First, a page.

6. 6. John says… <ul><li>When you learn English, you're learning a particular brand of individualism, and no one said it should be easy. If your socio-cultural norms make assertive writing difficult, you'll be at a disadvantage from other students. And if you were raised by a family of poets, you might have a hard time in math classes. You're a bright kid, you'll figure it out. If I write in a loud voice in China, I'd get corrected for it. And they'd be right for doing it. </li></ul>
  7. 7. Kat responds… <ul><li>I'm thinking of the student Shen who talked about how his American teachers kept encouraging him to be himself in his writing but they were actually (in my view) telling him what they thought his &quot;real&quot; &quot;authentic&quot; self should sound like. Personally, I don't really know exactly how I feel about the whole situation. As a student, I would say that I have had to adopt quite a few different &quot;voices&quot; to move successfully through the world of higher education. </li></ul>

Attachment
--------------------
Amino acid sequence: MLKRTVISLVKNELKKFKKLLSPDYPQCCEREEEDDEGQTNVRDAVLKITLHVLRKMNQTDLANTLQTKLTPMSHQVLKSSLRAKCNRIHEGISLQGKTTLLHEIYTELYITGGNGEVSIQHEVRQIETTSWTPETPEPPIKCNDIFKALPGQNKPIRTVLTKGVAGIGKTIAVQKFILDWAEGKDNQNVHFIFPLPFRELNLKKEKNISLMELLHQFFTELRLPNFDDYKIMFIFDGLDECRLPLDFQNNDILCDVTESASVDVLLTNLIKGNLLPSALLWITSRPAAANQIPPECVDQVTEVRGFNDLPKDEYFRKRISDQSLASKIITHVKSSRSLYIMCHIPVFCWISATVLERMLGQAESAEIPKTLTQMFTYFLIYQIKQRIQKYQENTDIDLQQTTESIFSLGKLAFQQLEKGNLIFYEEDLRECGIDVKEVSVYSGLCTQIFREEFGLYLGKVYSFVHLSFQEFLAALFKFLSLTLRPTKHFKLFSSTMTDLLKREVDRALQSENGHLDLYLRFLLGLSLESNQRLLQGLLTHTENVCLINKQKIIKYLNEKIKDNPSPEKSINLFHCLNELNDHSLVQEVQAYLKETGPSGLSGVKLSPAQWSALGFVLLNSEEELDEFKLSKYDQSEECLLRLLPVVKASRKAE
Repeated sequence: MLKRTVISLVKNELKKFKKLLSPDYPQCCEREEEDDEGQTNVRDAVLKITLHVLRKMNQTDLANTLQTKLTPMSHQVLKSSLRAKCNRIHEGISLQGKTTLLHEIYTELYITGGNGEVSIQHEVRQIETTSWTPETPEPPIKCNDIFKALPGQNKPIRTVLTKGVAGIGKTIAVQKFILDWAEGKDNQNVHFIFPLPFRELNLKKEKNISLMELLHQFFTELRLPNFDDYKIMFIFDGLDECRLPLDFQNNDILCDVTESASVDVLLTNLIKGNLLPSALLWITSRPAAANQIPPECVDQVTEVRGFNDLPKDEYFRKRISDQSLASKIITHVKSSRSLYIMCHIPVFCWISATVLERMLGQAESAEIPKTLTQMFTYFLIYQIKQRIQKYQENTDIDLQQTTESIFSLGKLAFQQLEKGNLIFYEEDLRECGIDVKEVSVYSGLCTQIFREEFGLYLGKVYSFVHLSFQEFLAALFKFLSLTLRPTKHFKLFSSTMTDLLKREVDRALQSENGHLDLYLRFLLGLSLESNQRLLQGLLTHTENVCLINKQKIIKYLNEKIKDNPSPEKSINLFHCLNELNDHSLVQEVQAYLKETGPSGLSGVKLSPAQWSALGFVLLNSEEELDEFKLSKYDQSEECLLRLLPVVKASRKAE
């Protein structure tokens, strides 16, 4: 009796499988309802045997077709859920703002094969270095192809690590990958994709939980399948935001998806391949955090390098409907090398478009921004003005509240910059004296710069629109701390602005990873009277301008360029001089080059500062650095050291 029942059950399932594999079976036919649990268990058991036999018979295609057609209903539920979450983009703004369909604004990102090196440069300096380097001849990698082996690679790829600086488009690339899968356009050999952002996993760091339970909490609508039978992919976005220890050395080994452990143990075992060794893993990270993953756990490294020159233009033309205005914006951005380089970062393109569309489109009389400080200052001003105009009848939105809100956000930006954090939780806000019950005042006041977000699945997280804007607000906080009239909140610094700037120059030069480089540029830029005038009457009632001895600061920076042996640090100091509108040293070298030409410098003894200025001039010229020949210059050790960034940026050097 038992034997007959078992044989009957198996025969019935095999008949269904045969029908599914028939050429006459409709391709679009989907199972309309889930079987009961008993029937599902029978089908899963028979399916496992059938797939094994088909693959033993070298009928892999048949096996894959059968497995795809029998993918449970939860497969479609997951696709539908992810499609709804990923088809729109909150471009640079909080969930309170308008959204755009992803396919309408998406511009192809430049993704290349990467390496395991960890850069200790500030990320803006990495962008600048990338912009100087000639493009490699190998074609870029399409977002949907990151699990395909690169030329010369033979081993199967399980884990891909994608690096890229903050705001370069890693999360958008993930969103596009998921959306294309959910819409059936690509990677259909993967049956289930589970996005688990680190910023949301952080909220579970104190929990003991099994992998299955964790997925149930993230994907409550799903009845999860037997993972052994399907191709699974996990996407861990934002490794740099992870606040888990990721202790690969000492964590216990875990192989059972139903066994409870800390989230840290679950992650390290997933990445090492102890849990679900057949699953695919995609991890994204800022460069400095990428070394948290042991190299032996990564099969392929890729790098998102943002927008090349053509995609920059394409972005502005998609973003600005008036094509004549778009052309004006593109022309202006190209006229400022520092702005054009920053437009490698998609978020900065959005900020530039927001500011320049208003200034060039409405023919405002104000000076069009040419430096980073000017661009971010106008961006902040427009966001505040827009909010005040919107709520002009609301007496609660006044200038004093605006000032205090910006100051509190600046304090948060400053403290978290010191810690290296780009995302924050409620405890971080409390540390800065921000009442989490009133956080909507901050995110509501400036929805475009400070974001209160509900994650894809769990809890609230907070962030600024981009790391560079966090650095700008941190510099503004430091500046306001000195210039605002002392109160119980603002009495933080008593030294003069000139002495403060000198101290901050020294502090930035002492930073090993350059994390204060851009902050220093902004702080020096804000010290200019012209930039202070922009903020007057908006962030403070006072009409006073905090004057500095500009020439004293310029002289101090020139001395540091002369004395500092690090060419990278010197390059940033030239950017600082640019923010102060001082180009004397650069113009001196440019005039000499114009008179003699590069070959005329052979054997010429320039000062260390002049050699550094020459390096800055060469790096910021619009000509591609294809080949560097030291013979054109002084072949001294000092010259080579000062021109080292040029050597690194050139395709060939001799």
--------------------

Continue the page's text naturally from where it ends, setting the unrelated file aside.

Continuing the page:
8. 8. John responds… <ul><li>when we ask students to write in their &quot;authentic&quot; self, aren't we really just asking them to write like other English speakers write, regardless of what that true self might sound? Sure we are, and that's fine. When we're learning a language, we're learning the culture and rhetoric of that language. I'd even go so far as to say we're learning/developing another personality. </li></ul>
  9. 9. I hear voices… <ul><li>Voice: inner self in writing? Saturated with Western culture (R and Atk.), individualism in writing? </li></ul><ul><li>Voice: having something to say? </li></ul><ul><li>Voice: positioning in the academic community? (Iv&Camp) </li></ul><ul><li>Voice: competing voices among them those of school, home, neighbourhood etc.) variations in writing and communities (Prior) </li></ul><ul><li>Authorial presence: explicit reference to the self through the 1 st personal pronoun. Justifying belief with supporting detail. The use of imperatives (select, review, explore) </li></ul>
  10. 10. Social Factors impacting voice <ul><li>Positioning in the community </li></ul><ul><li>Years of experience with authoritative writing </li></ul><ul><li>Awareness of reader/audience (reader considerate voice) </li></ul><ul><li>Different genres and different discourses </li></ul>
  11. 11. Heterogeneous Positioning <ul><li>Identity as multiple and many-voiced </li></ul><ul><li>Brining multiple fields of knowledge, genres and perspectives. </li></ul><ul><li>Different voices in different assignments </li></ul><ul><li>--nature of the task, changing sense of self as a write. </li></ul>